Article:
Donning a vintage 1990 bomber jacket that she’d bought two nights before at an AIDS auction, former head of the AIDS Action Council Jean Flatley McGuire discussed the role of community-based activism, giving a special shout out to ACT UP as she talked about all of the moving parts that came together in making the CARE Act possible: “We had many great leaders and collaborators in Congress and on the outside: in the executive agencies, in business, in the arts, in all sectors. It was a very rich time.”
The occasion was bittersweet, both a celebration of a bipartisan victory that currently serves over 500,000 Americans living with HIV but also a moment to reflect on the life of Ryan White, who passed away just four months before the bill was passed.
“I wanted him to believe that somehow, some way, he’s going to be around,” White-Ginder said. “He said, ’Mom if I could live five years, they’ll have a cure by then. They’re really working hard on it.” Well, he lived five and half years.“ She also talked about Ryan’s sense of humor, and how he forced a conversation on her about what he wanted to be buried in — including his Oakley sunglasses, to prevent people from seeing whether his eyes were moving in the casket. ”He’d only been to one funeral when he was little,“ Jeanne said. ”I guess that’s what he did."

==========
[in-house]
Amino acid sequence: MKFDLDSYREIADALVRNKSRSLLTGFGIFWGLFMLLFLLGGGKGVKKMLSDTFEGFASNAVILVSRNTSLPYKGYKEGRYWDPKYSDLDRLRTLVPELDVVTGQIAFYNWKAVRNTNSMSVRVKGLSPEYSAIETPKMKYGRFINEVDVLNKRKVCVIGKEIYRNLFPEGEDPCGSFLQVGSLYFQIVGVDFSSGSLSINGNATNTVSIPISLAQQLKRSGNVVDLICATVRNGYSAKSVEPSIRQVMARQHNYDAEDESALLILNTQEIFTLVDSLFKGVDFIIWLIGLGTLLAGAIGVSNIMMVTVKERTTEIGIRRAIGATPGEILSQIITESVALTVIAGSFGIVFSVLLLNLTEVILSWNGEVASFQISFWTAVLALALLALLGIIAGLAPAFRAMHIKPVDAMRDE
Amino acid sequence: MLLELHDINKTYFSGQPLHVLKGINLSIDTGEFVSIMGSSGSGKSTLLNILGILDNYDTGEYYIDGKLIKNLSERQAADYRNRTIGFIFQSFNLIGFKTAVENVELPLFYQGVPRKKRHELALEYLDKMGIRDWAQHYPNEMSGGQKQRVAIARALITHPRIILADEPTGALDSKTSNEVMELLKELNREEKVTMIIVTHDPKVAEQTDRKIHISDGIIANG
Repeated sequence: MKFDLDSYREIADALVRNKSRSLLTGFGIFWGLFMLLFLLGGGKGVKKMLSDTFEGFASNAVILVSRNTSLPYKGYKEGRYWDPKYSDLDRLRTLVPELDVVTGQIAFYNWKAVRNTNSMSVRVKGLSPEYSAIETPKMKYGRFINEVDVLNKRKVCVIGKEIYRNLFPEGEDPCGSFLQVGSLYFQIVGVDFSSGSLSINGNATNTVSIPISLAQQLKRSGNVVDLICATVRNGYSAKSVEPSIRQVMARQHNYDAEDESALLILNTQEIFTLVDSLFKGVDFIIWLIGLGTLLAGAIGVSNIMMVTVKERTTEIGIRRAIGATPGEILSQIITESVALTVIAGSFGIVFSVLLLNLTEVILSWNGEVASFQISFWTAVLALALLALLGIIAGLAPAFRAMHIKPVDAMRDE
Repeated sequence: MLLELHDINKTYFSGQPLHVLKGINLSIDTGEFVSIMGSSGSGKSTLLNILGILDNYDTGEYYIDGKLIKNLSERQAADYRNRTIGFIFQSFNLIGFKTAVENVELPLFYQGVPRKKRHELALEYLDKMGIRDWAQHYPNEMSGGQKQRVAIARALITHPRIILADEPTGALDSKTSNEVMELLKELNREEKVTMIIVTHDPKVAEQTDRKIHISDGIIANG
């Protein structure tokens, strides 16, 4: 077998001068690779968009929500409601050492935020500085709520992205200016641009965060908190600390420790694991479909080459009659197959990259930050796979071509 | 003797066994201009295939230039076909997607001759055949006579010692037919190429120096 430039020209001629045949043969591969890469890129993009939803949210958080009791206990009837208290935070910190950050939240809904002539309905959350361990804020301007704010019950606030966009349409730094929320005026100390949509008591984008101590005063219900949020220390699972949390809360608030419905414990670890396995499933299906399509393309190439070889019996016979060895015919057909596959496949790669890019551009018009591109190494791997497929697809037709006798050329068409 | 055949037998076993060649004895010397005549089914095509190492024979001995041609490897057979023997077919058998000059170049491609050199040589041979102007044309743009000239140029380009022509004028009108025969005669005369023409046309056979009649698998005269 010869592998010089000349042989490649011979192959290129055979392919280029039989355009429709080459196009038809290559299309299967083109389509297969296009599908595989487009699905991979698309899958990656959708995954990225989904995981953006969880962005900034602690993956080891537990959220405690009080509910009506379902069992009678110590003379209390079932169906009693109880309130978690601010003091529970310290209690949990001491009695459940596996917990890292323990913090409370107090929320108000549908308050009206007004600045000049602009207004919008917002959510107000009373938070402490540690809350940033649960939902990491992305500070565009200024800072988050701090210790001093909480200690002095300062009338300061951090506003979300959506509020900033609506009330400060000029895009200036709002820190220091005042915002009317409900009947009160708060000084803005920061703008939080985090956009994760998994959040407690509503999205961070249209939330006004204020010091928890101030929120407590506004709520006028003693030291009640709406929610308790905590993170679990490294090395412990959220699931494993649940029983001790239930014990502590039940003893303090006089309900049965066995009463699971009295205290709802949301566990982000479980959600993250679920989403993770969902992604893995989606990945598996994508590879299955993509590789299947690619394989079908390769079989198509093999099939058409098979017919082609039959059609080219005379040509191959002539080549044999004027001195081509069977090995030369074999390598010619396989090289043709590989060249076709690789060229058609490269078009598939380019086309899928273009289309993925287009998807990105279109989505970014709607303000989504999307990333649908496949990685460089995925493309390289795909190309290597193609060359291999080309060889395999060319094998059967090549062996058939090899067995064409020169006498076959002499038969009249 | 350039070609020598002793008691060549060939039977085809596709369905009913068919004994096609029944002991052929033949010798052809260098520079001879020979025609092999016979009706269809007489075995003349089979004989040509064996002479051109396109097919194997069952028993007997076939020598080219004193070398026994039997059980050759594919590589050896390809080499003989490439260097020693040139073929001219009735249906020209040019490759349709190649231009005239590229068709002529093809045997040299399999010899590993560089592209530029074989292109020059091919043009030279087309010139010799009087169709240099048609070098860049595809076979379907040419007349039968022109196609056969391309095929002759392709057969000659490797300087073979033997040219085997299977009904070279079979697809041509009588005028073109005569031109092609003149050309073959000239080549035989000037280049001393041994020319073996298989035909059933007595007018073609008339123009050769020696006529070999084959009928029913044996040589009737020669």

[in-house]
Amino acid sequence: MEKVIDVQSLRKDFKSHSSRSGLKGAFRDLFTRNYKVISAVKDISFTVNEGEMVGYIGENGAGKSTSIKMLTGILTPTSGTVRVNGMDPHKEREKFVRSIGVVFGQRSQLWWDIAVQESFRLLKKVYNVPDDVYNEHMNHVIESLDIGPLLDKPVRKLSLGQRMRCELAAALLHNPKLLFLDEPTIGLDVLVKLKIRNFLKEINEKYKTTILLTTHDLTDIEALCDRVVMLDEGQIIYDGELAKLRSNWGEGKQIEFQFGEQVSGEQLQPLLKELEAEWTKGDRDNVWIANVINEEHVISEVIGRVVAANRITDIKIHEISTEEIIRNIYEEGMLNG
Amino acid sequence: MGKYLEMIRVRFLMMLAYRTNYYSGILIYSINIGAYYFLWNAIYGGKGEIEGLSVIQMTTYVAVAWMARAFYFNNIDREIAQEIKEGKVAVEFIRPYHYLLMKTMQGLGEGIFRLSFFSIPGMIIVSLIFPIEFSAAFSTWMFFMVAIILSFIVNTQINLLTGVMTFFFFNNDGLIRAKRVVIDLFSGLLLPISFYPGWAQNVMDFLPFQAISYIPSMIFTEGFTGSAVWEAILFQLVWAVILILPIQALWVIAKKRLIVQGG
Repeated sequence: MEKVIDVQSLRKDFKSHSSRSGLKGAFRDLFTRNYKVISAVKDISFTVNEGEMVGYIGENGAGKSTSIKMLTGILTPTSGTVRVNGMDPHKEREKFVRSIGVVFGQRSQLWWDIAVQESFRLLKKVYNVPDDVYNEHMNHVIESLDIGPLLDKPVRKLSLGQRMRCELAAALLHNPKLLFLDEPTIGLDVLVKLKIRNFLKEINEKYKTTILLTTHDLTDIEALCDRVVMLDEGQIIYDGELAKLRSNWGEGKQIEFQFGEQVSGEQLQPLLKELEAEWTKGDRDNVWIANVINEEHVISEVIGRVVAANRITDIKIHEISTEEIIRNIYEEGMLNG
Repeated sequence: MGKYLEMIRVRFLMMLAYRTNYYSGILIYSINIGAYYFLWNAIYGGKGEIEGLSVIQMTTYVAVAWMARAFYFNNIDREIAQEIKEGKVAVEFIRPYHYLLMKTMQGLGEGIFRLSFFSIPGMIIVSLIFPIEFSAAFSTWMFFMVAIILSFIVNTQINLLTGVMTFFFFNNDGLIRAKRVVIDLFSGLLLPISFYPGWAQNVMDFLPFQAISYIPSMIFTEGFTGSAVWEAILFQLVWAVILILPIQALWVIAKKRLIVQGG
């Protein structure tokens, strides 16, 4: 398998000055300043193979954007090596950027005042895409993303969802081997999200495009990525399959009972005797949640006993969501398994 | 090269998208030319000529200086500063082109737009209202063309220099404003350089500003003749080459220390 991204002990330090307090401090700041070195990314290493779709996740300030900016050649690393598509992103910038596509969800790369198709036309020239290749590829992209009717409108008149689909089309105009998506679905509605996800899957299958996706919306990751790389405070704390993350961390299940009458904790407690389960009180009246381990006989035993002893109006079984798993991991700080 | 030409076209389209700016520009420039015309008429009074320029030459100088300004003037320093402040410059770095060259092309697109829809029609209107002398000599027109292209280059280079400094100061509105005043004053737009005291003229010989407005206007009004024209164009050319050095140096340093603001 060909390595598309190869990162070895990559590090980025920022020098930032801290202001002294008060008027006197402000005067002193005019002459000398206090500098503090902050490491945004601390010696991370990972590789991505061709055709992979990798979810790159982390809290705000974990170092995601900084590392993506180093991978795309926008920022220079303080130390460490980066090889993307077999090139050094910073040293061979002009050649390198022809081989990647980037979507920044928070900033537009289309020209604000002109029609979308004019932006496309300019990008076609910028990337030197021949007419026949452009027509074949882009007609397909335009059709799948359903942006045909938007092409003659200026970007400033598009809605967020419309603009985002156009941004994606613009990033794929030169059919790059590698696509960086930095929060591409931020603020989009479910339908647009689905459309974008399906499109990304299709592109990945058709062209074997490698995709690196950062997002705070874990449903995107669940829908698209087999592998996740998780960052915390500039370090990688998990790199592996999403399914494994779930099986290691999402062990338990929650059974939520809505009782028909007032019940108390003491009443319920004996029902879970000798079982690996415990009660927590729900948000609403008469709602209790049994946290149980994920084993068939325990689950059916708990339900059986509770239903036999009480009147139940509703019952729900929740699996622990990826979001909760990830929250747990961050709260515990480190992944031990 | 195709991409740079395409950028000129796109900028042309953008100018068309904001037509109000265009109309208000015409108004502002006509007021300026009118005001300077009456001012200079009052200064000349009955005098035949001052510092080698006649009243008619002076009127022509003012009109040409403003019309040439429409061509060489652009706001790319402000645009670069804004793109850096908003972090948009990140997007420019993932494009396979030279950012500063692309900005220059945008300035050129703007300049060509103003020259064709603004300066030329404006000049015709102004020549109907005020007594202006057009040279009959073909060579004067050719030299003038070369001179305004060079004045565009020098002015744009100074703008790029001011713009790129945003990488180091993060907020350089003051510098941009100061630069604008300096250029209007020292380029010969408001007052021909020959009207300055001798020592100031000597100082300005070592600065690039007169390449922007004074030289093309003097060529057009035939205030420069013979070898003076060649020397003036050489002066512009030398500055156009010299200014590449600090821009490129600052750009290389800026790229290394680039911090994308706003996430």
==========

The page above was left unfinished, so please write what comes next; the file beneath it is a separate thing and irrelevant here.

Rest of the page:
Ryan contracted HIV through blood products used to treat the blood-clotting disorder hemophilia. He was kicked out of school in his hometown of Kokomo, Indiana, as a result of his HIV-positive status. His mother began a lengthy legal battle to get him readmitted and, though it worked, the family relocated about 30 miles away. The town of Cicero, Indiana, welcomed them with open arms, and the high visibility of the care, combined with Ryan’s charming personality, made him a much-needed spokesperson for people living with HIV. Ryan’s call for compassion for everyone, regardless of how they contracted HIV, opened hearts and minds to the medical reality of living with the virus, while also alleviating unnecessary concerns about transmission.
Senator Joe Donnelly (D–Indiana) spoke about Ryan’s continued influence in his home state. “Ryan set the example...In the Indiana Hall of Fame, no one’s higher at the head of the class than Ryan.”